It may be true that mistakes are often offenses toward God, but the motive that prompted them was of pure intention, and God looks at the inward intention and motivating purposes behind the act. It is very evident from many of the exhortations of the Word of God, which call for a forsaking and abandonment of sin, that these things are not to be considered as sin, lest we find God making Himself utterly ridiculous, by demanding of His subjects that which He knows to be impossible. If all the failures and blunders and mistakes of humanity are to be reckoned as sin, seeing there are none free from these, the ultimate conclusion is, that God has no children except those that belong to the devil, for “he that committeth sin is of the devil.” To sin in the scriptural sense, and so as to become guilty, one must of his own volitional choice commit those things which he knew was violating God’s will, and regardless of this, proceeded to do wilfully and knowingly that which he knew to be wrong. When we insist on doing a thing against our knowledge of right and wrong and against a knowledge of God’s will or commandments, then we may know of a surety that we have sinned. No man can follow such a course of conduct and be a Christian. When we talk about living without sin, we simply mean that the religion of Jesus Christ is sufficient in both purpose and power to enable its possessors, by the grace of God given unto them, to so live as not to willingly violate any of God’s precepts or commandments, because “Whosoever committeth sin transgresseth also the law: for sin is a transgression of the law.”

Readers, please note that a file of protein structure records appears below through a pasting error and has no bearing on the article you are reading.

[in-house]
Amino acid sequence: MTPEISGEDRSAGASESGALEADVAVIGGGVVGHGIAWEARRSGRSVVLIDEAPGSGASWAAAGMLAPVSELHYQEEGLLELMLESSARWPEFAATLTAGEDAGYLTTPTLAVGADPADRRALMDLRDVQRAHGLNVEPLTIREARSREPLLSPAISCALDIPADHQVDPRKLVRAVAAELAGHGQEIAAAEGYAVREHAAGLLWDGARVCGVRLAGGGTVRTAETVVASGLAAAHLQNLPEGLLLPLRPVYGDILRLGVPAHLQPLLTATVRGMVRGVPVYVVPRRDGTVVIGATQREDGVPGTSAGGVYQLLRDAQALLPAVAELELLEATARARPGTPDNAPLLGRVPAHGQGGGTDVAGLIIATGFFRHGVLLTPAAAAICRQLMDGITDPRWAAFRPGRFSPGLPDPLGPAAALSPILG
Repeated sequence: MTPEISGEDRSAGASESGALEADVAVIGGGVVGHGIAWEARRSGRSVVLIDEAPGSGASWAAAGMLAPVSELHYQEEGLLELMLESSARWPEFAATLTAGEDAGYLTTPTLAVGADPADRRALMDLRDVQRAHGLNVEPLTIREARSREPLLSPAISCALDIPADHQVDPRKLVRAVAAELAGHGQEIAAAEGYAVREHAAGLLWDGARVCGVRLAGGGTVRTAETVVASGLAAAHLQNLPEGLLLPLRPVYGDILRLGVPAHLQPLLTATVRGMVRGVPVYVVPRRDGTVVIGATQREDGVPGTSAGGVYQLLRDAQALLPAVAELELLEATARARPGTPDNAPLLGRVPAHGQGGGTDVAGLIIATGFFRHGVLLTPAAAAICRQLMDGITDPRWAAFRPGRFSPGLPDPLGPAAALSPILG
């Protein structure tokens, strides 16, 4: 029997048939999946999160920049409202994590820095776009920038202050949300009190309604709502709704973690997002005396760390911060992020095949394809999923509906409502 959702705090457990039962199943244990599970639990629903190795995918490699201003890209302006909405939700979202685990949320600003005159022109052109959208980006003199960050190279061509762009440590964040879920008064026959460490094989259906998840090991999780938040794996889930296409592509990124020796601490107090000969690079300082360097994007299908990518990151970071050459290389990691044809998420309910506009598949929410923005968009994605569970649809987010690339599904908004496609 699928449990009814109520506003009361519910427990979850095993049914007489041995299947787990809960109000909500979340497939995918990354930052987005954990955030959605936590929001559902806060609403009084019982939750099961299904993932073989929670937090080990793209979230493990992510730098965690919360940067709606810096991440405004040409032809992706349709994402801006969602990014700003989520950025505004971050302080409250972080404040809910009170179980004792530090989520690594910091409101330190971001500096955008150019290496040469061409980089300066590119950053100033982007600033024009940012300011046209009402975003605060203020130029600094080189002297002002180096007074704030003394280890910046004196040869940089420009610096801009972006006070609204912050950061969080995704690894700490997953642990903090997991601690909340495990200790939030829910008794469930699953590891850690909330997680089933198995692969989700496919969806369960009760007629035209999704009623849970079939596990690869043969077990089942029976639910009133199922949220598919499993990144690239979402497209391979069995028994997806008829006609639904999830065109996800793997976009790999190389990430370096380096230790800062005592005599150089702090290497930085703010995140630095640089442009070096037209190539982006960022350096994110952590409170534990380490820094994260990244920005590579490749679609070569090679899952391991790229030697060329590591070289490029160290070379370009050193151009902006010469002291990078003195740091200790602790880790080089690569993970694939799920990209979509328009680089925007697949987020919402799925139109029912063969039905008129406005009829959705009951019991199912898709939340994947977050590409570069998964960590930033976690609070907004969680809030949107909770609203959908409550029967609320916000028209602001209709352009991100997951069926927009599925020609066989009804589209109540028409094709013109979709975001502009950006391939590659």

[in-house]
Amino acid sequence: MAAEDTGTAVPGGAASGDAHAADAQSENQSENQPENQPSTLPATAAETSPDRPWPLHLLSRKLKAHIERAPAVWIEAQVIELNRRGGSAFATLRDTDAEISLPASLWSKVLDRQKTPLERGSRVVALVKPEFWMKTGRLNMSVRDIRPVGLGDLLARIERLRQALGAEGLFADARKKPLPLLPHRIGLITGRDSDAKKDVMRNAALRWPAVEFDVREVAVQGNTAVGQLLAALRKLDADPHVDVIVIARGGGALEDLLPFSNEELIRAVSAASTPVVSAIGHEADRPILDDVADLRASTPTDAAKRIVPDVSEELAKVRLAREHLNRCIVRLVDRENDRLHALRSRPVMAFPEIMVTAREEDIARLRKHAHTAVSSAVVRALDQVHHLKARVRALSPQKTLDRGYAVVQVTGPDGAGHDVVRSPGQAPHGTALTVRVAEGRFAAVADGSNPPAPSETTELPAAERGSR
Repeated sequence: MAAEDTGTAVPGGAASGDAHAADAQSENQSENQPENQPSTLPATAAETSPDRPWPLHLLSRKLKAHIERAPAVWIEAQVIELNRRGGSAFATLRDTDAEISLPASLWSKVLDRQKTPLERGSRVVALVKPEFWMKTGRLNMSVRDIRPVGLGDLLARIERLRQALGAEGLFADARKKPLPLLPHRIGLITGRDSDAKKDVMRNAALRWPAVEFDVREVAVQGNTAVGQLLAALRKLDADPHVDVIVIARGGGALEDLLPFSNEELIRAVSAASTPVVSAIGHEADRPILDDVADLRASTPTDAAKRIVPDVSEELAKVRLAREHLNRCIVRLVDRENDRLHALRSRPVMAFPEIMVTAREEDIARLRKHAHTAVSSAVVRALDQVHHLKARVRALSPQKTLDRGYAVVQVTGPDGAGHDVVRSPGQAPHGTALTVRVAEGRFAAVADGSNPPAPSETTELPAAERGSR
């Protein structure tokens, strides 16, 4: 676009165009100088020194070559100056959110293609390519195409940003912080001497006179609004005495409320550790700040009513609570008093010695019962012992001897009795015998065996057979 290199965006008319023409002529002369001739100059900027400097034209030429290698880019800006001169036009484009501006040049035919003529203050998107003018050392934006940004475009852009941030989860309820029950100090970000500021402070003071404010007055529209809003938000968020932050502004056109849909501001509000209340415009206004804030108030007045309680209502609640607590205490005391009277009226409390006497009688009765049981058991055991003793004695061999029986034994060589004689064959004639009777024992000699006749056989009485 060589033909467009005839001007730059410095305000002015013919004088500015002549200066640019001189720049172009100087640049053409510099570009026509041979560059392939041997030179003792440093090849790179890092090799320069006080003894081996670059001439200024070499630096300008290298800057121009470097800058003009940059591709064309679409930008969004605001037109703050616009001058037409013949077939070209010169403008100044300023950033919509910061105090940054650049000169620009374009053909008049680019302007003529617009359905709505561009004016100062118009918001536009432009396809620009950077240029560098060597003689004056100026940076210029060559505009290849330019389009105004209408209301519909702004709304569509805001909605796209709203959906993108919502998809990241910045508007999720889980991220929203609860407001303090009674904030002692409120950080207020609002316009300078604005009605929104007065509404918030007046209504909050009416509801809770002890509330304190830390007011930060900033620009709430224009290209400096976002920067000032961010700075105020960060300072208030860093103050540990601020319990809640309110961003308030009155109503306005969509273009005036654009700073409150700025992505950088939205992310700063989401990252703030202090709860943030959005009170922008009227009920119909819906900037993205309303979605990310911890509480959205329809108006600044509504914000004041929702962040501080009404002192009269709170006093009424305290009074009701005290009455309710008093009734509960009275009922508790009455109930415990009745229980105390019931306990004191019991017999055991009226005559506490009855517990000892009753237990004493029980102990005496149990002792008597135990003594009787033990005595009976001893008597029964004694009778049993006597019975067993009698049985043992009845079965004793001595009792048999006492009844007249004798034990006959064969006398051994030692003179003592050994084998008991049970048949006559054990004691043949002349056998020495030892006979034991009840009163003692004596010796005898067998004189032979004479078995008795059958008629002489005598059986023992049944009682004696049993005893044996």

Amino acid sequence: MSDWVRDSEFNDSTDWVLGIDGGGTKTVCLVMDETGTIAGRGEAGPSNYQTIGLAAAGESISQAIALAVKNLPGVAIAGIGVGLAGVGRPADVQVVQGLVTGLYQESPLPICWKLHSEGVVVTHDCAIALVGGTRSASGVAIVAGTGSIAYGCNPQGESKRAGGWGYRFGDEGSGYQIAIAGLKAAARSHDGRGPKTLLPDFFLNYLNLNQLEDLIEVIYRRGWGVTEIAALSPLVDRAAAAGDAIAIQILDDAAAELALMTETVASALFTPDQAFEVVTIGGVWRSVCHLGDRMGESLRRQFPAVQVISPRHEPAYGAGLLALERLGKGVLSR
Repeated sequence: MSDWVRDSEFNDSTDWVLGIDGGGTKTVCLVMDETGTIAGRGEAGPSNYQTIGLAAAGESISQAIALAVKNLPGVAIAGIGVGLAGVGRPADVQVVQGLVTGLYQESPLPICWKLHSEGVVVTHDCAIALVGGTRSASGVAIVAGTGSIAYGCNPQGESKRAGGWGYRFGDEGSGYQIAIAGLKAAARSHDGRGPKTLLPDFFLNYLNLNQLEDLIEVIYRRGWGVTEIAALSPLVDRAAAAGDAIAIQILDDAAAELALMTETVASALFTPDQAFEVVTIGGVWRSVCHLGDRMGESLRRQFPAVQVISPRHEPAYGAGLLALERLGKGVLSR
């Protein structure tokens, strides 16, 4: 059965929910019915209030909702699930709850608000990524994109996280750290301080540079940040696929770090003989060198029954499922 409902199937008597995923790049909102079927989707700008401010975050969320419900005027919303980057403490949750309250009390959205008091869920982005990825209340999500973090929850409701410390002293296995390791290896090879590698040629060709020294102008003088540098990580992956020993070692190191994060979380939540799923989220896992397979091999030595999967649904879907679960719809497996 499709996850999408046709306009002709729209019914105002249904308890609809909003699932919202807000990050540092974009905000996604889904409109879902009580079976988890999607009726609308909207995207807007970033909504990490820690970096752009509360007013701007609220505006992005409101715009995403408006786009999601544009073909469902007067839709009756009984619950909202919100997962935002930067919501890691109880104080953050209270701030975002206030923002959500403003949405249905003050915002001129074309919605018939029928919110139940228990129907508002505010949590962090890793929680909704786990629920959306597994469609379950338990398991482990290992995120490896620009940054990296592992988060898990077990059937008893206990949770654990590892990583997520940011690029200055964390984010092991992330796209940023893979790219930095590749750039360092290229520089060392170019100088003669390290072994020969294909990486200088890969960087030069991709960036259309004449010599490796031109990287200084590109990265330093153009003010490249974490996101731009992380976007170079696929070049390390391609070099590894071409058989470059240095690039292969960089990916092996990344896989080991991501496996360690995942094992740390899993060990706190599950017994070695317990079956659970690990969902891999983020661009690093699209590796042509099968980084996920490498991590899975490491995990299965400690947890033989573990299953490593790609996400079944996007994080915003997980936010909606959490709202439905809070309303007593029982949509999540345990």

The first sin of our foreparents was not a mistake, or a mere error in judgment, but a wilful act of disobedience against light, knowledge and known duty. Likewise, all sin is wilful disobedience to known duty.

Among the blundering inconsistencies of a nominally professing Christian world, there is none more tragic and more deplorable than the doctrine of a sinning religion. That is to say, we accept Christ as our Saviour, but continue to live in sin, believing that it is impossible for anyone in this life to do otherwise. Let one become obsessed with this idea and he is most certainly destined to live a defeated Christian life here and be weighed in the balance and found wanting hereafter.

The poverty of this age is its skepticism as to God’s willingness and ability to effect an efficient deliverance from sin.

A maze of contradictory teaching has no doubt led many into confusion. Is there no way by which a human being may know that he is infallibly safe? Is there no standard by which one may know whether or not he has met with the desired requisite on the part of divine authority? Is there any way by which one may determine whether or not he is in the right or wrong way? Thank God, there is a way by which we may safely determine our course, and know when we have conformed to the demand of Him who holds the destiny of us all in His hand. That way is revealed in the Word of God.

He who makes the eternal God his refuge, and His truth his shield and buckler, will successfully ride the stormy scenes of the great judgment, and anchor safely in the harbor of celestial bliss. His Word is the only dependable source of information, it is the authoritative declaration of duty, and is the revelation of God’s divine requisite and provision for our standard of living here, in order to he ready for the hereafter. Too much stress cannot be put upon the veracity and the authority of “thus saith the Lord.” What does the Bible say about the sin problem? This is the voice that settles the whole matter.